Welcome back for the end of Toad Attack! If you missed the first part, you can either read it by clicking under recent posts to the left or just know that the toads are attacking the fairies in hopes of capturing ten of them for Squirrel Ivan Van Hoven.
Now on to the story!
Toad Attack Part Two
Leaf barriers, hastily woven together, surrounded the fairy trees. The bees brought their honey and were fast making bombs to slow the toad attack down.
“It won’t be enough,” Elder Leah worried.
Moira caught the elder’s hands to keep her from wringing them together.
“The toads can move with honey all over them. We get hit once and we’re done. Even a shield gets weighed down after a single hit.” The elder did a double take at their hands. Using honey, Moira had helped the floating bees stick themselves to the back of her hands to keep them safe while the fairy dust wore off. “Why?” Elder Leah asked.
“Dust,” Moira shrugged. “Wait, dust.”
“What about it? The toads are too big to float.”
“But the boysenberry bombs aren’t.”
The toads pulled the bombs on carts behind them. They’d positioned the carts ten paces from the trees and were constructing catapults to launch the boysenberry globs. It was the only thing giving the fairies time.
The elder shook her head. “We can’t get to them. Flying over the toads would only make us better targets.”
Moira slumped. Twenty-three fairies would never overwhelm the toads.
“What about below ground?”
They both stared at the bee attached to Moira’s hand. “Below ground?”
“It’s not a great friendship, but we honey bees get along okay with yellow jackets and they build their nests below ground, particularly around you fairies because your dust makes great packing for their nests. There’s a nest in the field there.”
The elder shook her head again and Moira’s stomach clenched in disappointment. She was sure the elder’s reasons were good.
“We can’t fit in a yellow jacket’s nest. We’re too big.”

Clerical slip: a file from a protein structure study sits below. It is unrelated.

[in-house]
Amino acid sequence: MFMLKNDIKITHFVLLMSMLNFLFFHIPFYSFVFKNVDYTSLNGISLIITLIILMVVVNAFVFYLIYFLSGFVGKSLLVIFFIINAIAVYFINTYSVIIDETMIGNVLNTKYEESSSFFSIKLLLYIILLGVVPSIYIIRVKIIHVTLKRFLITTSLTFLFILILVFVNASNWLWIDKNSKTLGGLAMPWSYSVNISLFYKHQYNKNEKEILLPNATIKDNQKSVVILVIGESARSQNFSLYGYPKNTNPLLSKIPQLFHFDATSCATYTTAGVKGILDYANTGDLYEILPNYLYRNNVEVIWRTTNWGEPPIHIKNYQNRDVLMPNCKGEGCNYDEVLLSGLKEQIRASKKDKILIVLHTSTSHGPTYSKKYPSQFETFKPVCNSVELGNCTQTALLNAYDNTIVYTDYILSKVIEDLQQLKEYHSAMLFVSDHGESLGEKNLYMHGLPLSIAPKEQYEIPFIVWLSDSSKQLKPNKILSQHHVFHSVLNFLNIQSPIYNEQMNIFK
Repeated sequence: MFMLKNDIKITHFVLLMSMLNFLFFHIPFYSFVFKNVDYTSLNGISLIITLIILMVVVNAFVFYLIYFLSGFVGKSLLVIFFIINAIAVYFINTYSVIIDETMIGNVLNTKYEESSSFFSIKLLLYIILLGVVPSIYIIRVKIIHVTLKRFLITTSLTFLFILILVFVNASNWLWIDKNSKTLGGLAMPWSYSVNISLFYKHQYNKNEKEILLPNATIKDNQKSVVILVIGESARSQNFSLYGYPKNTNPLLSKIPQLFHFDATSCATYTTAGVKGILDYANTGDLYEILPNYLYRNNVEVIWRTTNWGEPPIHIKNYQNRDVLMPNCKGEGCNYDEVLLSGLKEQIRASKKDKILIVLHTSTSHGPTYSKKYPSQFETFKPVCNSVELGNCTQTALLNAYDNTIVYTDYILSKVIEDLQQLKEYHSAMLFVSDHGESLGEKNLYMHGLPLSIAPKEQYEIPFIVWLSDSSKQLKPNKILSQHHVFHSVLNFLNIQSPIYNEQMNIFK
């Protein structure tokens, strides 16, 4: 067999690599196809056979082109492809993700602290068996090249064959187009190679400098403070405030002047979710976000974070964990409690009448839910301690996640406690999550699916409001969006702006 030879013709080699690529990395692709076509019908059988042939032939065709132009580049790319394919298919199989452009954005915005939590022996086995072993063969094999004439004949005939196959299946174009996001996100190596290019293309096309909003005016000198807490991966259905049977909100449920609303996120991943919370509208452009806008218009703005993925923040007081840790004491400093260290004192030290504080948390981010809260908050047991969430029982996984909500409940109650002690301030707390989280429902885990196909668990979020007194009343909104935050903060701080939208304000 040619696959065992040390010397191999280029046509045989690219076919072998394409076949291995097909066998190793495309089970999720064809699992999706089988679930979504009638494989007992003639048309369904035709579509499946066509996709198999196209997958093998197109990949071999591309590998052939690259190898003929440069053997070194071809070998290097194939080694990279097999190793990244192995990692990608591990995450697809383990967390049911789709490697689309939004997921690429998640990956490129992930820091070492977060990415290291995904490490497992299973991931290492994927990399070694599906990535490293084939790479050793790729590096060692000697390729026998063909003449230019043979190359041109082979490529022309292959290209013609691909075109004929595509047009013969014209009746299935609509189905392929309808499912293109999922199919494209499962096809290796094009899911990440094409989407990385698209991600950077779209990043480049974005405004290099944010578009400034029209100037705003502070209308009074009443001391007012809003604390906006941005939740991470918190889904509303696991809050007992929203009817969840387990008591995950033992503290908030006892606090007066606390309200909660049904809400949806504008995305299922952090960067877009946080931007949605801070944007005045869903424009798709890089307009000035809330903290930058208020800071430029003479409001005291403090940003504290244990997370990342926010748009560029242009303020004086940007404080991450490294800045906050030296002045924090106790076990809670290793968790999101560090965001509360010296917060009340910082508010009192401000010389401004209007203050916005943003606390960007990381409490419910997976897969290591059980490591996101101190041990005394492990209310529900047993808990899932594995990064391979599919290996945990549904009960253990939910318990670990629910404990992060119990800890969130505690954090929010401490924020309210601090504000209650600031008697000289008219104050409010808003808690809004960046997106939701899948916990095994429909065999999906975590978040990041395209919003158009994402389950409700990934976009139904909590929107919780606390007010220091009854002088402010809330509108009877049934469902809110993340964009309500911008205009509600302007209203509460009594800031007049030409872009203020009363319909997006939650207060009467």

The bee buzzed a negative. “You’re too big. She’s not.”
“I’m not?” Moira said.
“I can’t ask one fairy to take that big of a risk.” The elder countered.
Moira’s stomach clenched harder. “I can do this,” she said. Why did the elder doubt her?
“I can’t ask you…”
“You didn’t. I volunteer.” Moira backed away before Elder Leah could respond. She didn’t want to hear reasons why she wasn’t capable. “Where’s this nest?”
The bee pointed and Moira slipped between the leaf shields. The spot the bee indicated was a small, slanted hole in the ground.
“It’ll be tight,” the bee released himself from the honey holding him in place and disappeared into the hole.
Moira chuckled. “It’s good to be small, it’s good to be small.”
Head first she crawled into the ground. With her body blocking the light, her surroundings turned pitch black but her ears picked
up on the whisper of words between her bee friend and someone else. As she continued forward, those words became clear.
“You want what?”
“Ju-just a quick passing through,” the bee stammered. “Just to where the toads stopped the cart.”
“That’s through the nest. Why should we trust you?”
“We’ve helped you in the past,” Moira spoke up. The ground pressed on all sides and her breath came in short gasps. She wasn’t sure how long she could stand this. “And the squirrel adds you to his sandwiches too.”
The last part she added as an afterthought but she knew it was true. Any bug with wings went into Squirrel Van Hoven’s sandwich but especially yellow bugs. She wasn’t sure why.
“This is an attack from Van Hoven?”
Moira nodded, hoping the yellow jacket could see her and she didn’t have to speak.
“That’s all we need to know,” the yellow jacket’s voice lowered to that angry buzz they always got right before they attacked.
Moira stiffened and jerked within the hole’s confines when the yellow jacket touched her outstretched hand but he didn’t sting her.
“Follow me,” he said.
Without light, Moira could only tell they entered the center of the nest by the change in texture around her. It went from hard packed dirt to something softer, like paper.